Before Marilyn Monroe, Jean Harlow, and the Kardashians there was Lillie Langtry. She literally set the stage for sex symbols and screen sirens. What she wore became fashion, what she said made headlines, and everything she touched became history.
Lillie was the first international superstar.
Born October 13, 1853 on the Channel Island of Jersey, she married at twenty years of age, and soon convinced her husband to move to London. The charming statuesque, golden haired beauty captivated the London glitterati. She was considered the most beautiful woman of her time. Her confidante Oscar Wilde gave her the nick-name Jersey Lily. Her voluptous figure and porcelain skin combined with a mischievous personality made her the toast of London. The Prince of Wales grew enchanted with her and made Lillie his first recognized mistress.
“I love it when people pretend not to look at me.”
Once the Prince lost interest, she had to repay a massive debt to creditors, while supporting her husband and young daughter. At the urging of Oscar Wilde, she turned to theatre — a socialite had never taken to the stage. Every show sold out and she became a sensation. What she lacked in stage training and skill, she compensated for with her sense of style and showmanship.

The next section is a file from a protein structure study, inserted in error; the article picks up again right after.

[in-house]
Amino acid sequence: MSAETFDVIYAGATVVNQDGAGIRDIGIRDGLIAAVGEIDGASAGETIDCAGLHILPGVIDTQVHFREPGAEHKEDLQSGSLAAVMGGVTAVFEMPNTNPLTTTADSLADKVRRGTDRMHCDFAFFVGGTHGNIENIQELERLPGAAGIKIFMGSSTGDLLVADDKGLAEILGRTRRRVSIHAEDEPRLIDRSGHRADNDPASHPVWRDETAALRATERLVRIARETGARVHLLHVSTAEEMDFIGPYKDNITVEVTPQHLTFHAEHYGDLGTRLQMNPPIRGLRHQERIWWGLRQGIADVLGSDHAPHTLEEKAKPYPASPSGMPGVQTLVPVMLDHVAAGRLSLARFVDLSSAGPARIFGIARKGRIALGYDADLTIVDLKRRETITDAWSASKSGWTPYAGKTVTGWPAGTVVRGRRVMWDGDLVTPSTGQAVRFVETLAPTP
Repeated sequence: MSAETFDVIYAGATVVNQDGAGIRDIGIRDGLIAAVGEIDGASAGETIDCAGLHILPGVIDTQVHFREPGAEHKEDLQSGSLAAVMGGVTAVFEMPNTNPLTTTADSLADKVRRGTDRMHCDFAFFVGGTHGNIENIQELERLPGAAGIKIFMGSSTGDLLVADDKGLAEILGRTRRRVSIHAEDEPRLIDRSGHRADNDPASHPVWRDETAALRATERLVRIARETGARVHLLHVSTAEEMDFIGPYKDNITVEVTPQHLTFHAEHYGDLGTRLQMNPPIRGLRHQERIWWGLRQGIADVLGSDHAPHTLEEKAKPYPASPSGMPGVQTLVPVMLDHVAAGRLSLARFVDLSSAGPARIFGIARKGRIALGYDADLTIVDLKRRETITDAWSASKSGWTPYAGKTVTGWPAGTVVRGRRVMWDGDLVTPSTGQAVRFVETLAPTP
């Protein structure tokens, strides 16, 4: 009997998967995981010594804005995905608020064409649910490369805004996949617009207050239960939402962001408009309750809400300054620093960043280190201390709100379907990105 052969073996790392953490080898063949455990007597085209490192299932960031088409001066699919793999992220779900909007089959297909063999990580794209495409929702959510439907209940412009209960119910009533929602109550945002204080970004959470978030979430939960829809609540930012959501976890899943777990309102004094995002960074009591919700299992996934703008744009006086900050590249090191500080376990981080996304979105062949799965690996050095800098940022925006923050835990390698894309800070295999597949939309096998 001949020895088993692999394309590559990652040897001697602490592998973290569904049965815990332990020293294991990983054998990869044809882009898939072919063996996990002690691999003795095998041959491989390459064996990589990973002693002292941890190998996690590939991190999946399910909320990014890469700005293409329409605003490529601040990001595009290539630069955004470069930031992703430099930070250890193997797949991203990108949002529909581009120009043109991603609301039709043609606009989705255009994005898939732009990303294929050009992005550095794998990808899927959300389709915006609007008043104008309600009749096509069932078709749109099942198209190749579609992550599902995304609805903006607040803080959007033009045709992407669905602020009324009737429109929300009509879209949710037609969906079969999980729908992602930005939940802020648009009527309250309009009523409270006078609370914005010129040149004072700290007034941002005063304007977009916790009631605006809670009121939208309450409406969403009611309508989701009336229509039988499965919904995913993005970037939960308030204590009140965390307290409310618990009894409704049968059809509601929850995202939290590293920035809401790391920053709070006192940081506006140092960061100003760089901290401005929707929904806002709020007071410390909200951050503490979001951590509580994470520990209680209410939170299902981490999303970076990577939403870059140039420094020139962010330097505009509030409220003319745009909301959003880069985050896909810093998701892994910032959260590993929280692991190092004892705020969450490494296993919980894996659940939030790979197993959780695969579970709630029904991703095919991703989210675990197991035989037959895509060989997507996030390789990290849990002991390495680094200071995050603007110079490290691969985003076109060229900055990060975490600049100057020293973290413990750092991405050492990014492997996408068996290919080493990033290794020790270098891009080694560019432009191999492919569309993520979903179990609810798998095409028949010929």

By the time her theatrical tour hit NYC, the America press went insane. Her beauty, glamour and notorious love affairs sold newspapers. Lillie capitalized on the opportunities offered by mass media and its free publicity.
She became the first super-model — offering her image on soap promotions. She eventually owned a vineyard in California and placed the image of her face on the wine bottles.
Lillie Langtry wasn’t just another pretty face. The Jersey Lily was no ‘shrinking violet’. In 1905 Lillie sued Keens Steakhouse in Manhattan’s Herald Square for denying her access to its gentlemen-only premises. She won the case and the restaurant still has a Lillie Langtry room. Her business acumen lead her to own estates, theatres, yachts, and racehorces.
She became a member of the British aristocracy by marrying a man twenty years younger than herself. Lillie was the first woman to break the bank at Monte Carlo, and Judge Roy Bean, a vocal admirer of her talents, supposedly named Langtry, Texas for her. The Who wrote Pictures of Lily about her in 1967. (David Bowie covered the song in 2001.) Lillie’s achievements and legacy are seen in contemporary society and our continuing obsession with celebrity.
More importantly, Lillie Langtry lived life on her terms.
This is the opportune moment to let you know a secret.
Lillie Langtry: Gilded Goddess my story of Lillie’s life, is scheduled for launch in November 2018 via Pen & Sword Books, one of the U.K.’s oldest publishing platforms. I’m delighted to be rummaging through the archives of the Victoria & Albert Museum, London and the Harry Ransom Center at the University of Texas during the research phase.
Be on the lookout for special guests and surprise announcements about the project very soon. Thank you always, always for your beautiful support!